The Prime Directive is the main principle that Starfleet/the Federation follows, barring them from interfering with the development of another less developed civilization. The question I am asking is where did this come from, out of universe? Did Gene Roddenberry or another Star Trek writer base this on an existing policy, or is this something original to Star Trek? If so, why did they come up with this idea, that seems totally unique to Star Trek?


1 Answer 1


I think I remember reading of policies similar to the Prime Directive in stories published before Star Trek was first broadcast in year one STE (Star Trek Era) or 1966.

As far as I can remember, I read a novelette by Chad Oliver dealing with an expedition to an alien planet with a mission to violate a similar rule in order to save the alien culture from a terrible disaster. Even though the aliens were saved, a lot of bad things happened during the mission.

As I remember, I read it in an anthology published a few years BST (Before Star Trek).

I think that the story was "Between the Thunder and the Sun" (1957), and I think that I read it in The Best From Fantasy and Science Fiction Seventh Series (1962).

https://www.isfdb.org/cgi-bin/title.cgi?56967 1

E.E. Smith's novel The Vortex Blaster (1960) was set in the Lensman series, in the approximate generation after Second Stage Lensman (1941-42, 1953) and before Children of the Lens (1947-48, 1954). It was a mixture of original matter and previously published stories "The Vortex Blaster" (1941), "Storm Cloud on Dekka" (1942), and "The Vortex Blaster Makes War" (1942).

https://www.isfdb.org/cgi-bin/ea.cgi?67 2

At one point the Vortex Blaster and the crew of his ship The Vortex Blaster visit the home planet of a crew member and defeat gangsters and/or tyrants. A Lensman questions whether they have violated the laws against revealing higher technology to less advanced worlds and as I remember Neal "Storm" Cloud replies that they demonstrated the use of their blaster weapons but didn't break the law because they didn't tell anyone how to make them and the natives already knew that blasters existed.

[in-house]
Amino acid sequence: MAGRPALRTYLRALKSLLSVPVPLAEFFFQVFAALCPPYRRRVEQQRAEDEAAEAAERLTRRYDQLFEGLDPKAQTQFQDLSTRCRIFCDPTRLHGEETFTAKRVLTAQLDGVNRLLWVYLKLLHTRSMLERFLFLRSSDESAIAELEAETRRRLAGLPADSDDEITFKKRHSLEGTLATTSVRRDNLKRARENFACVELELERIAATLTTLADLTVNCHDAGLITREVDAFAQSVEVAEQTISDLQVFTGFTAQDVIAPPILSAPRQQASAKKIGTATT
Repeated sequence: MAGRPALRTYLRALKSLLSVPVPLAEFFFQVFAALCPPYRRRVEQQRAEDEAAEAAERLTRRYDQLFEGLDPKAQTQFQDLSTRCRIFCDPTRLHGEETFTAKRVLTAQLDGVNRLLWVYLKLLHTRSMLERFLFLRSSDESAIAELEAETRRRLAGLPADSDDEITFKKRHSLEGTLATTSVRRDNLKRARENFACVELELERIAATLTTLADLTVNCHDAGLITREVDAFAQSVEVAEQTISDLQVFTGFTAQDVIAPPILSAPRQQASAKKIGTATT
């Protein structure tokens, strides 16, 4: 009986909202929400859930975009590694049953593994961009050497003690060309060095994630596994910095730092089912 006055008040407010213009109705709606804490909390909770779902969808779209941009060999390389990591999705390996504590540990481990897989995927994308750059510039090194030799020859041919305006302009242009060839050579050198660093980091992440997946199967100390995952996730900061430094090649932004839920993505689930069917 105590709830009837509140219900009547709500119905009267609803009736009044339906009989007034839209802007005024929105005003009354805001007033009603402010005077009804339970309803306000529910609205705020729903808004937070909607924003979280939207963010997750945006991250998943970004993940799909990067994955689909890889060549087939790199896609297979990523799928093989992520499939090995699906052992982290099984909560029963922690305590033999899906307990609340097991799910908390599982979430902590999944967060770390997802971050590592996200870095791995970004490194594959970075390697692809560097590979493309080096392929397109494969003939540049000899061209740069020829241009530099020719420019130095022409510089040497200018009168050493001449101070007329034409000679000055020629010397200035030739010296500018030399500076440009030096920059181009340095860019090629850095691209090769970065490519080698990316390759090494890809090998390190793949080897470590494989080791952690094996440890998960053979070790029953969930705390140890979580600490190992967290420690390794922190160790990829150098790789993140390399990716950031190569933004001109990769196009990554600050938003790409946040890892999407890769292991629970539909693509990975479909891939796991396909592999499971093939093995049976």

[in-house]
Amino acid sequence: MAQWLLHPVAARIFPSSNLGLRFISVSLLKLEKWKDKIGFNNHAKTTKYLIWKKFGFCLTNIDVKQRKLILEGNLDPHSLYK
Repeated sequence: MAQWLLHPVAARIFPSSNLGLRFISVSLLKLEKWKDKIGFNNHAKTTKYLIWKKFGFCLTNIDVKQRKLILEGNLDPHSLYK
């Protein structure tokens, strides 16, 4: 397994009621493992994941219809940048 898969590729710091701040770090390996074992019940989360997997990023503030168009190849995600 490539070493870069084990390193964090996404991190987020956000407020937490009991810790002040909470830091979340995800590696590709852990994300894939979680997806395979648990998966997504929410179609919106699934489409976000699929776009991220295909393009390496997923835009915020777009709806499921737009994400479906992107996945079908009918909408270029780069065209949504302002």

Since as far as I remember the world in question was the home world of a member of the The Vortex Blaster's crew it should have been advanced enough to build inertia less space ships or legally open for interstellar contact, and possibly even a member planet of the Lensman's government (which humbly called itself "Civilization"). Thus the Lensman version of the Prime Directive may have been even more strict in some respects than that of Starfleet.

Someone with access to The Vortex Blaster (1960) should be able to check my memory. I don't know if the law against revealing advanced technology originated in 1960 or in 1942.

Thus I was able to remember two examples of rules similar to the Prime Directive of Starfleet dating from 1957 and from 1960 and/or 1942.

And I have a feeling that I might later remember a better example of such a rule predating Star Trek once I post this answer and think: "Why didn't I remember this!".

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